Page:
In the movie Gentlemen Prefer Blondes, Marilyn Monroe famously sang that ‘Diamonds are a girl’s best friend’. And while many of us – males and females alike – have a fascination with jewellery, operating a watch and jewellery retailer involves more than sparkles. Similarly to all stores, these retailers also have to think carefully about their legal considerations. If you are a watch and jewellery retailer, this article details the most important legal considerations for your business.
The essential legal regulations and issues of which you need to be aware include:
- Consumer Law Obligations;
- Legislation concerning Trading Hours; and
- The Jewellery Association of Australia’s (JAA) Code of Conduct.
As a retailer, you have obligations under the Australian Consumer Law (ACL). In general, the ACL requires that your business meets all of the consumer guarantees, provides any appropriate remedies and does not engage in prohibited behaviour.
All consumer guarantees are mandatory. Watch and jewellery retailers should particularly note that the goods they supply must be of acceptable quality. Typically, this means that suppliers must ensure that their products are not defective, durable and meet all relevant product safety standards. However, as public knowledge of jewellery and watches can be limited, watch and jewellery retailers must be careful when making any statements or representations about the value, standard, quality or grade of an item. Of course, it must be accurate. Most importantly, these retailers need to know that the consumer understands the representation.
For example, if your store values jewellery, it is possibly good policy to explain your valuation to a consumer. It may help prevent disputes through sheer misunderstanding. It is also a good idea to verify with your customers how they intend to use the product to be sure that an item is fit for its intended purpose. For example, if an ocean diver asks for a watch to wear while diving, you need to be sure that any watch that you sell them can do this.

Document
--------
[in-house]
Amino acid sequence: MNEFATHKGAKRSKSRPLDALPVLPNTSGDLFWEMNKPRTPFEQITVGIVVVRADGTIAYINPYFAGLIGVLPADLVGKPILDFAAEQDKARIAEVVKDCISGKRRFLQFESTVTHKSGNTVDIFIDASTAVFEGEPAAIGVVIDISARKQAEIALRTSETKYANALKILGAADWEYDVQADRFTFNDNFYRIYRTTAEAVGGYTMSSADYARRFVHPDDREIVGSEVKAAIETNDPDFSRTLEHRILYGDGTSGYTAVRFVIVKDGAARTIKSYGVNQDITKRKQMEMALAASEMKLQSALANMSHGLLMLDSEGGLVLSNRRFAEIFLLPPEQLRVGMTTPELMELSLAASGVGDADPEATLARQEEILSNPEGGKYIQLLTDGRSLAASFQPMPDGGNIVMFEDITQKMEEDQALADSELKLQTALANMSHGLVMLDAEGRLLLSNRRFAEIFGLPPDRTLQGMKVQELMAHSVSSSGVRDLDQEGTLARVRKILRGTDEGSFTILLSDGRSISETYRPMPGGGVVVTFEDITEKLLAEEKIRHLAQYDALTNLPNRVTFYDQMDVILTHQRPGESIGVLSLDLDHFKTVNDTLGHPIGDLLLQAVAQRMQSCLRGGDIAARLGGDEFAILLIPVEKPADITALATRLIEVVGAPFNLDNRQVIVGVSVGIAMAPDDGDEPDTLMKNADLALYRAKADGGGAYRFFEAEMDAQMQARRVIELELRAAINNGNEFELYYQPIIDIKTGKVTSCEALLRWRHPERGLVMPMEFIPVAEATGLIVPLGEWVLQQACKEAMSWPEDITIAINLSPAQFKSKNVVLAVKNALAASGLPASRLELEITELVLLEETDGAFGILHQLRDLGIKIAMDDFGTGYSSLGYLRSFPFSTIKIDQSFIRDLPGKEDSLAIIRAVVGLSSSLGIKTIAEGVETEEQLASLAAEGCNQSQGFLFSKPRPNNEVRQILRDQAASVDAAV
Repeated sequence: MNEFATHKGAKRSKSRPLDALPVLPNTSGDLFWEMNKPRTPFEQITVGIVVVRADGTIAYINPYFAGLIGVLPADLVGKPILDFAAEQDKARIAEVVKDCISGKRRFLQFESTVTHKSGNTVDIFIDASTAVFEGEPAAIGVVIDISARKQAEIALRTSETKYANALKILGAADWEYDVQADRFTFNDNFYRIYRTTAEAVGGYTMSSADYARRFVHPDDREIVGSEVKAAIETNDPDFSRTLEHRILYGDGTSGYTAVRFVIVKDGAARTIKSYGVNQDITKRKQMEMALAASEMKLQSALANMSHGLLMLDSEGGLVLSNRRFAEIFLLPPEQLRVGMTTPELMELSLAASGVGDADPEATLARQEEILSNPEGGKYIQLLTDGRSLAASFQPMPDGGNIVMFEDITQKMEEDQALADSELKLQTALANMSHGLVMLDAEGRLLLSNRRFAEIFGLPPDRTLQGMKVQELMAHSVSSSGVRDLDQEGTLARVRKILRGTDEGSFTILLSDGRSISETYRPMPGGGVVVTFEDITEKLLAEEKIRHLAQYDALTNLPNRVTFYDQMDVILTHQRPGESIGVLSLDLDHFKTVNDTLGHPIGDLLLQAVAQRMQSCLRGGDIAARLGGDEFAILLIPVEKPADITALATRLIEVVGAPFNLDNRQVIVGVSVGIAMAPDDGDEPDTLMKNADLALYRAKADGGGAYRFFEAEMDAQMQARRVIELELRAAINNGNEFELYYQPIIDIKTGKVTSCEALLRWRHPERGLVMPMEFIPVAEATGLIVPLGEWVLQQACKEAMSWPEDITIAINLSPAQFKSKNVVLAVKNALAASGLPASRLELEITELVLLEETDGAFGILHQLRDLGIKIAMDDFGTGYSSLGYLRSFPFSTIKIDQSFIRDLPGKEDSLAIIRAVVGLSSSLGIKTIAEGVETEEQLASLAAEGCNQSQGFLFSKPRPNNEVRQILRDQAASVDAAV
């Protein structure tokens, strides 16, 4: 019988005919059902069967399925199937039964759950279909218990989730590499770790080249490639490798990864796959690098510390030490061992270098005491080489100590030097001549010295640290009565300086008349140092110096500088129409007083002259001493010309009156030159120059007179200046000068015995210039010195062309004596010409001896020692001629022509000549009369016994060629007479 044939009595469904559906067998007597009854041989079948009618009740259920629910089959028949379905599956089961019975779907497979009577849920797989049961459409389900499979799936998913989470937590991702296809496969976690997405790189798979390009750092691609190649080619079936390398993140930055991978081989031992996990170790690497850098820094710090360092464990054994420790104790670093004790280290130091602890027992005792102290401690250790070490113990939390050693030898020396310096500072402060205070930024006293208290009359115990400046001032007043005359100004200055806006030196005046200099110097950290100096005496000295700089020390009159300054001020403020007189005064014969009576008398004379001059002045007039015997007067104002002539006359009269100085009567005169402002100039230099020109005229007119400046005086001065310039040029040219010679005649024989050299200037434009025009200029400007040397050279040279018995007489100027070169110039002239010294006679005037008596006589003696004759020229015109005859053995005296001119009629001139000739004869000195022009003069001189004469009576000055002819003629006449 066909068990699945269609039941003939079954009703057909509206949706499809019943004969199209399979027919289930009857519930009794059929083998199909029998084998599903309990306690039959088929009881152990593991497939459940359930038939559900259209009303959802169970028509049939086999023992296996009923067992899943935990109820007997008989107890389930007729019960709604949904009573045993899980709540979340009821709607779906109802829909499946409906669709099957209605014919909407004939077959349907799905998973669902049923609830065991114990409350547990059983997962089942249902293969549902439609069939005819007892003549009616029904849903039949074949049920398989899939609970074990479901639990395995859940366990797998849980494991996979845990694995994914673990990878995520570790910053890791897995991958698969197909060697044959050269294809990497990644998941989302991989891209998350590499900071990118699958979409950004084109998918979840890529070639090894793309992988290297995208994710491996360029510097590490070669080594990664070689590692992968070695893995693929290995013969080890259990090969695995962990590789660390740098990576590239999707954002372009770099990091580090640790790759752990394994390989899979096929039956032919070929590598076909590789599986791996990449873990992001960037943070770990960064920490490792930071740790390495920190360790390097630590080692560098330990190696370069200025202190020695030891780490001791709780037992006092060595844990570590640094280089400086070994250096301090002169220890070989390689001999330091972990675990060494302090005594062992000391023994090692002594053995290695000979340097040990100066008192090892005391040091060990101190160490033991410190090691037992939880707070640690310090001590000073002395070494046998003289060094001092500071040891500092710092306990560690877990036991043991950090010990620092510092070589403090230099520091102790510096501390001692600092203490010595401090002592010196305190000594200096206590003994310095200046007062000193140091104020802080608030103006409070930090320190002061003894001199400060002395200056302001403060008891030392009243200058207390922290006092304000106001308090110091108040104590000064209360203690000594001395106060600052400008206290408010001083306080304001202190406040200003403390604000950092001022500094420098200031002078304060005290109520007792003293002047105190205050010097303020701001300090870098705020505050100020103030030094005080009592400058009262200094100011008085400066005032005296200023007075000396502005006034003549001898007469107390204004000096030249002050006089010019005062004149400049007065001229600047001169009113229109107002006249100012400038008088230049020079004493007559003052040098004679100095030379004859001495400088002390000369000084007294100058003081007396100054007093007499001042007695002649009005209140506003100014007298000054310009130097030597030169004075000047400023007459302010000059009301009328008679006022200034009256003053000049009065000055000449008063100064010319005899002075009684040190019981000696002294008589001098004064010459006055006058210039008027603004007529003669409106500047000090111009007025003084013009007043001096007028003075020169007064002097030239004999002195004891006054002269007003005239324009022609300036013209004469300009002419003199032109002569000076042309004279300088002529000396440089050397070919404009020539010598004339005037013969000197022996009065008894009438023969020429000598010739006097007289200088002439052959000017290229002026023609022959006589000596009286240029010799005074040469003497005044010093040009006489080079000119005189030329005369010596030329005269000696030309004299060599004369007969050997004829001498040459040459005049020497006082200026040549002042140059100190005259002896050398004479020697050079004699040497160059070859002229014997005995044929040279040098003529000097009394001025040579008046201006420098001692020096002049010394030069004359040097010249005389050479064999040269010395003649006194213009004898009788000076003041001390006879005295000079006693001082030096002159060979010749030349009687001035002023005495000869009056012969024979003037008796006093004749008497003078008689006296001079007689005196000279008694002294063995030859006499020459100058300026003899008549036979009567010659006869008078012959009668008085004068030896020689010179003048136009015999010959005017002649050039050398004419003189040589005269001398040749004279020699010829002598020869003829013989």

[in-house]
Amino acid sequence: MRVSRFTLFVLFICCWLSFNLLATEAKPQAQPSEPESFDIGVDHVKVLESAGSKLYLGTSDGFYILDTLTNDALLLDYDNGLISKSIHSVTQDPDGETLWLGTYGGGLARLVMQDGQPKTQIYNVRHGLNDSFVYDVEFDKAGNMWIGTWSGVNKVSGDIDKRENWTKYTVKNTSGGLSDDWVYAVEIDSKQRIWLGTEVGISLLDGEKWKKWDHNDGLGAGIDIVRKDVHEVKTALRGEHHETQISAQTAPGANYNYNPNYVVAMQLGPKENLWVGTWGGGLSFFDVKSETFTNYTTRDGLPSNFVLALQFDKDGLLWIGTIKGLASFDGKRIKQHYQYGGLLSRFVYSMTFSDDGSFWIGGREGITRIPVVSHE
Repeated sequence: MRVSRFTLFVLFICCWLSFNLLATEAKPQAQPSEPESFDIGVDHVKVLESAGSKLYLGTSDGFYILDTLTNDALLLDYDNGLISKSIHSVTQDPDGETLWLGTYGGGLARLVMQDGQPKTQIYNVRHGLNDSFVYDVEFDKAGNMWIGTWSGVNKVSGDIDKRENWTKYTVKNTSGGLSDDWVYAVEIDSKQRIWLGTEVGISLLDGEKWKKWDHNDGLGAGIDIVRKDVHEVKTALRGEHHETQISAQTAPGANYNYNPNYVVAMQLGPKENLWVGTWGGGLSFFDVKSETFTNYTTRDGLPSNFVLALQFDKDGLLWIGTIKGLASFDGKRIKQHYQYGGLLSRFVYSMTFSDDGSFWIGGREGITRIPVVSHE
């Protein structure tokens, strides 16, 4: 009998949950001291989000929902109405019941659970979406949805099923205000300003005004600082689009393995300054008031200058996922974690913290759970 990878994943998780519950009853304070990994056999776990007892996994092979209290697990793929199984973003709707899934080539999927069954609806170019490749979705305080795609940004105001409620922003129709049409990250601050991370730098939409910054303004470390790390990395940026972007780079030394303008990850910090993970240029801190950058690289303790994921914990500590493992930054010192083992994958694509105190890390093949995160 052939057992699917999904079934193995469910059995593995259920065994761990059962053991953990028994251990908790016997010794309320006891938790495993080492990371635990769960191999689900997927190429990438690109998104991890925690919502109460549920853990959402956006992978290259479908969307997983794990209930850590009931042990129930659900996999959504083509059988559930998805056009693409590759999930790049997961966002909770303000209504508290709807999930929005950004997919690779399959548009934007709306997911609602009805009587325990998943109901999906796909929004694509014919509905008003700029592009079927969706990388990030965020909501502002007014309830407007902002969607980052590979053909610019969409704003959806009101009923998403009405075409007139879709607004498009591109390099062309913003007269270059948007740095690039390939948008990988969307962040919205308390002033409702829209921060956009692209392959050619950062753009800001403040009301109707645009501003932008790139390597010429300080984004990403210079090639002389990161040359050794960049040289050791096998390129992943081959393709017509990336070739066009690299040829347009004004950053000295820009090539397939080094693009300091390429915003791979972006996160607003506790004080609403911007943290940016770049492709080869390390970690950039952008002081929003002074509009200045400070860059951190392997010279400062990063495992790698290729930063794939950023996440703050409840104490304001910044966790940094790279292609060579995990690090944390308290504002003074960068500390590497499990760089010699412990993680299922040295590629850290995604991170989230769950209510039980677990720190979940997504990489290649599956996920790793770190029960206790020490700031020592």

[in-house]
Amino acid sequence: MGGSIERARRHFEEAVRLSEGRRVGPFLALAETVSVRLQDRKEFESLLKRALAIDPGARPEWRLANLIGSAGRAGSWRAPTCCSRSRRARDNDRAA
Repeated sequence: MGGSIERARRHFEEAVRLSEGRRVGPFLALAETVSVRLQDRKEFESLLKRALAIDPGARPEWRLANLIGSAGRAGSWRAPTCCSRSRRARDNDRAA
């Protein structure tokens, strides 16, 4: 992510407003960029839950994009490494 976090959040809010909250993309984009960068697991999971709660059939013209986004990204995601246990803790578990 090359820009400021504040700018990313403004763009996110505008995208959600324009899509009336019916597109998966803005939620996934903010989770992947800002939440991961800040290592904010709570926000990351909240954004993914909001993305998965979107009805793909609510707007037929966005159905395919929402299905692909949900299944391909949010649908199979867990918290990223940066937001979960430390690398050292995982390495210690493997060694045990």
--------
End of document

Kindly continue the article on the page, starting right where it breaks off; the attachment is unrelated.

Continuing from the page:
The ACL forbids suppliers from engaging in Misleading and Deceptive Conduct, including in advertising. Any savings you advertise must be genuine. Similarly, any advertisements concerning a liquidation sale or closing down sale must be accurate. The Australian Competition and Consumer Commission (ACCC) can always request that your business substantiates any claim it has made.
All state and territory governments regulate retail trading hours. They do this for a variety of reasons, including to assist small retailers and to protect more vulnerable employees. The effect of regulation on your business depends on where you trade and the size of your business.
The Australian Capital Territory and Northern Territory have deregulated their trading hours. However, all states have their individual scheme. For example, in Victoria retail trading hours are regulated under the Shop Trading Reform Act 1996 (Vic). Trading is restricted on Christmas Day, Easter Sunday, Good Friday and part of Anzac Day. However, if your store qualifies as exempt, you may be able to trade even on these days. Exempt stores are either a particular type of shop (for example, a chemist) or a shop that meets certain size criteria.
As noted above, every state has its own regulations. Depending on where you trade, you need to know what legislation, if any, applies to your store. Visit the website for your relevant state government authority. Alternatively, contact them.
JAA Code of Conduct
The Jewellery Association of Australia has produced a Code of Conduct for all watch and jewellery retailers. The Code is not law and therefore not mandatory. However, it represents best practice in the industry. The JAA also drafted it with the needs of watch and jewellery retailers in mind. As such, adhering to the Code is potentially an excellent way to avoid preventable consumer disputes and other commercial difficulties. The Code is available online, for free.
For further information, the ACCC and JAA websites are an excellent resource. If you need tailored information, speak with a qualified lawyer. Contact LegalVision’s qualified lawyers to assist you. Questions? Call us on 1300 544 755 or fill out the form on this page.